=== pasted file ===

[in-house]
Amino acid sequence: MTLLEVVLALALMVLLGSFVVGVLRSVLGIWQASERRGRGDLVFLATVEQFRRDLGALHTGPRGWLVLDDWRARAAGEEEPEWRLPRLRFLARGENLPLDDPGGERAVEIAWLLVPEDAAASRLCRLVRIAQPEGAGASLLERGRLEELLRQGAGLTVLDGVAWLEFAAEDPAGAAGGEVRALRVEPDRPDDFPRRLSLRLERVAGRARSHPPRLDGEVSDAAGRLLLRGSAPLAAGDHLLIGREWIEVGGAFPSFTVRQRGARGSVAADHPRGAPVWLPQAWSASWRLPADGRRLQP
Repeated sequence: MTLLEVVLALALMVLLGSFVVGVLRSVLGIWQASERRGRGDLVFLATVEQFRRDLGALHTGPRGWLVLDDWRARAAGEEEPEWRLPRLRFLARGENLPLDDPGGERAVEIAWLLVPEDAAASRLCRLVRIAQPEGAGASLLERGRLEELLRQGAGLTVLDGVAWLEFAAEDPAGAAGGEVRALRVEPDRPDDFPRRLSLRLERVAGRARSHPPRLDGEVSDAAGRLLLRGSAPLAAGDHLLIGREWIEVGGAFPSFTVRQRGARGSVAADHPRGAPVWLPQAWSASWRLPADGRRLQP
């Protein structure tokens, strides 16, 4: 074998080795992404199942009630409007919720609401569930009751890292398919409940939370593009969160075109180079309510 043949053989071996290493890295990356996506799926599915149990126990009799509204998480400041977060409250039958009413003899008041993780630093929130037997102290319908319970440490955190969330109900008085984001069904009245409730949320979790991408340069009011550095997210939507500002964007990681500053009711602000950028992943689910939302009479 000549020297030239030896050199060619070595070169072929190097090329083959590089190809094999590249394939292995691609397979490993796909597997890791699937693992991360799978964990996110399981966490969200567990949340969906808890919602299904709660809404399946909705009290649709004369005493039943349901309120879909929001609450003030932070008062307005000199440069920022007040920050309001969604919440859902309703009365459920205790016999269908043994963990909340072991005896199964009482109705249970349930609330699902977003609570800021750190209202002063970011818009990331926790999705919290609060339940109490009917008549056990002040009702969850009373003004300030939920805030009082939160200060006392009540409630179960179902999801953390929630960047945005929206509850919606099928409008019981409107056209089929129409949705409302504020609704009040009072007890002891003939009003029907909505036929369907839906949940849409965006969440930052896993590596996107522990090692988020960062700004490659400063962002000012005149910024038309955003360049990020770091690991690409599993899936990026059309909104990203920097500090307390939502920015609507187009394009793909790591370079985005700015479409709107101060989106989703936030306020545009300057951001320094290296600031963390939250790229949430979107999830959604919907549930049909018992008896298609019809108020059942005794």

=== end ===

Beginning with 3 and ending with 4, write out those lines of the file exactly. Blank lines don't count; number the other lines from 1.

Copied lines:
Repeated sequence: MTLLEVVLALALMVLLGSFVVGVLRSVLGIWQASERRGRGDLVFLATVEQFRRDLGALHTGPRGWLVLDDWRARAAGEEEPEWRLPRLRFLARGENLPLDDPGGERAVEIAWLLVPEDAAASRLCRLVRIAQPEGAGASLLERGRLEELLRQGAGLTVLDGVAWLEFAAEDPAGAAGGEVRALRVEPDRPDDFPRRLSLRLERVAGRARSHPPRLDGEVSDAAGRLLLRGSAPLAAGDHLLIGREWIEVGGAFPSFTVRQRGARGSVAADHPRGAPVWLPQAWSASWRLPADGRRLQP
């Protein structure tokens, strides 16, 4: 074998080795992404199942009630409007919720609401569930009751890292398919409940939370593009969160075109180079309510 043949053989071996290493890295990356996506799926599915149990126990009799509204998480400041977060409250039958009413003899008041993780630093929130037997102290319908319970440490955190969330109900008085984001069904009245409730949320979790991408340069009011550095997210939507500002964007990681500053009711602000950028992943689910939302009479 000549020297030239030896050199060619070595070169072929190097090329083959590089190809094999590249394939292995691609397979490993796909597997890791699937693992991360799978964990996110399981966490969200567990949340969906808890919602299904709660809404399946909705009290649709004369005493039943349901309120879909929001609450003030932070008062307005000199440069920022007040920050309001969604919440859902309703009365459920205790016999269908043994963990909340072991005896199964009482109705249970349930609330699902977003609570800021750190209202002063970011818009990331926790999705919290609060339940109490009917008549056990002040009702969850009373003004300030939920805030009082939160200060006392009540409630179960179902999801953390929630960047945005929206509850919606099928409008019981409107056209089929129409949705409302504020609704009040009072007890002891003939009003029907909505036929369907839906949940849409965006969440930052896993590596996107522990090692988020960062700004490659400063962002000012005149910024038309955003360049990020770091690991690409599993899936990026059309909104990203920097500090307390939502920015609507187009394009793909790591370079985005700015479409709107101060989106989703936030306020545009300057951001320094290296600031963390939250790229949430979107999830959604919907549930049909018992008896298609019809108020059942005794």